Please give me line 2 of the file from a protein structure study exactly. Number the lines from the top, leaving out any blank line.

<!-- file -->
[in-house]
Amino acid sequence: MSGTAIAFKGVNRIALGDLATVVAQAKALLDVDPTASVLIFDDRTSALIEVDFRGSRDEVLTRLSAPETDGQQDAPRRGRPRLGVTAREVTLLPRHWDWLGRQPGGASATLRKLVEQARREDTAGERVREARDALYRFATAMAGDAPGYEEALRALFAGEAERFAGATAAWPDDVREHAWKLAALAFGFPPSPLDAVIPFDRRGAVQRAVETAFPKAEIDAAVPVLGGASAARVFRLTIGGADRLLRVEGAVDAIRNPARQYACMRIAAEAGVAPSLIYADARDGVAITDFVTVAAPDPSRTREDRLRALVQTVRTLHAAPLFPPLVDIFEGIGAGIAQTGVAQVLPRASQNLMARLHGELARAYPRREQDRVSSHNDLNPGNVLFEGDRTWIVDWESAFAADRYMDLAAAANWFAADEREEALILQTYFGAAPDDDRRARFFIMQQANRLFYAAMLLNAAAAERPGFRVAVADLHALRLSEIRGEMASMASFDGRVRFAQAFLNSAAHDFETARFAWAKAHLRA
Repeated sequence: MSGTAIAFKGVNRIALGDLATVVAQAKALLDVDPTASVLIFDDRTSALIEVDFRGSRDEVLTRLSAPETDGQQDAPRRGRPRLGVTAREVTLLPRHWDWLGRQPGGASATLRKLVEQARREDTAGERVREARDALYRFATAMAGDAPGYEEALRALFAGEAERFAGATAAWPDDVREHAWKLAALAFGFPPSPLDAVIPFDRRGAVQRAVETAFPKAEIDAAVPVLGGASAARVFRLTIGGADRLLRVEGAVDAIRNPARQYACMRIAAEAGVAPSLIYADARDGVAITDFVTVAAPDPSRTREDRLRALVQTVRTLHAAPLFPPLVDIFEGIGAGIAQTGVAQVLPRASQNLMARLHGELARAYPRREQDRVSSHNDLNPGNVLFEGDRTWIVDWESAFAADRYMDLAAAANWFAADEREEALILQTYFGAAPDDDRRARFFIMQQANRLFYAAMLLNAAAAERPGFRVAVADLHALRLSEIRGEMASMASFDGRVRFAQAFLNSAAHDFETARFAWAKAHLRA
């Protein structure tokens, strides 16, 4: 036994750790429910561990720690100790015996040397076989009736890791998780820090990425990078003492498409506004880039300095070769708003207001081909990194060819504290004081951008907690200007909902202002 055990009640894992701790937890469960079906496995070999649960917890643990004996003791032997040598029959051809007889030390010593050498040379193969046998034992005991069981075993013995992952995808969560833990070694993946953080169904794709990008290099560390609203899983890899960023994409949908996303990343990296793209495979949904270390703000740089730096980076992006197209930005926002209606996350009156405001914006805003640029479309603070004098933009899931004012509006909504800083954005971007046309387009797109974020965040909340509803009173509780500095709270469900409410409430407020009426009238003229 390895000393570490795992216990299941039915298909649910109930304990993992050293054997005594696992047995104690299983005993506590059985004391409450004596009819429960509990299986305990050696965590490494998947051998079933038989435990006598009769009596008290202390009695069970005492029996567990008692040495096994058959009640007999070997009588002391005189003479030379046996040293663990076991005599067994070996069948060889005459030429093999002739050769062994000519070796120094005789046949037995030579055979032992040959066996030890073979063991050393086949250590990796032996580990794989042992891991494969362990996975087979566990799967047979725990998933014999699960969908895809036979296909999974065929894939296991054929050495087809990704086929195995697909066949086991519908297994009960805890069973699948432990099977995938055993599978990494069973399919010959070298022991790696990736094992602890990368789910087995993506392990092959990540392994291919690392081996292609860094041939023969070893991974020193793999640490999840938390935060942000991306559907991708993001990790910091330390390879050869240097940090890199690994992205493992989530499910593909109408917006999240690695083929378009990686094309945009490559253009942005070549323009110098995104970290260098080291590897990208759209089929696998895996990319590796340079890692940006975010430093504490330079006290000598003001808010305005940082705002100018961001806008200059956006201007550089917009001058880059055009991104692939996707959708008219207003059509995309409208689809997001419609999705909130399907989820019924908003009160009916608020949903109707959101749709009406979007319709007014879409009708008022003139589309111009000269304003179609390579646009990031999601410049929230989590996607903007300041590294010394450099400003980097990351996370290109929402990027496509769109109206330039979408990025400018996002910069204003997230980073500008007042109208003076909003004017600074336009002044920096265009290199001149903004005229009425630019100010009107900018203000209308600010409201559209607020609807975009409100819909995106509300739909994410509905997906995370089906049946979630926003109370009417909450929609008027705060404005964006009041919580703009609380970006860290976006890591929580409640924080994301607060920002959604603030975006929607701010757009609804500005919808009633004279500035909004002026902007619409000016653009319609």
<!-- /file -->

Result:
Amino acid sequence: MSGTAIAFKGVNRIALGDLATVVAQAKALLDVDPTASVLIFDDRTSALIEVDFRGSRDEVLTRLSAPETDGQQDAPRRGRPRLGVTAREVTLLPRHWDWLGRQPGGASATLRKLVEQARREDTAGERVREARDALYRFATAMAGDAPGYEEALRALFAGEAERFAGATAAWPDDVREHAWKLAALAFGFPPSPLDAVIPFDRRGAVQRAVETAFPKAEIDAAVPVLGGASAARVFRLTIGGADRLLRVEGAVDAIRNPARQYACMRIAAEAGVAPSLIYADARDGVAITDFVTVAAPDPSRTREDRLRALVQTVRTLHAAPLFPPLVDIFEGIGAGIAQTGVAQVLPRASQNLMARLHGELARAYPRREQDRVSSHNDLNPGNVLFEGDRTWIVDWESAFAADRYMDLAAAANWFAADEREEALILQTYFGAAPDDDRRARFFIMQQANRLFYAAMLLNAAAAERPGFRVAVADLHALRLSEIRGEMASMASFDGRVRFAQAFLNSAAHDFETARFAWAKAHLRA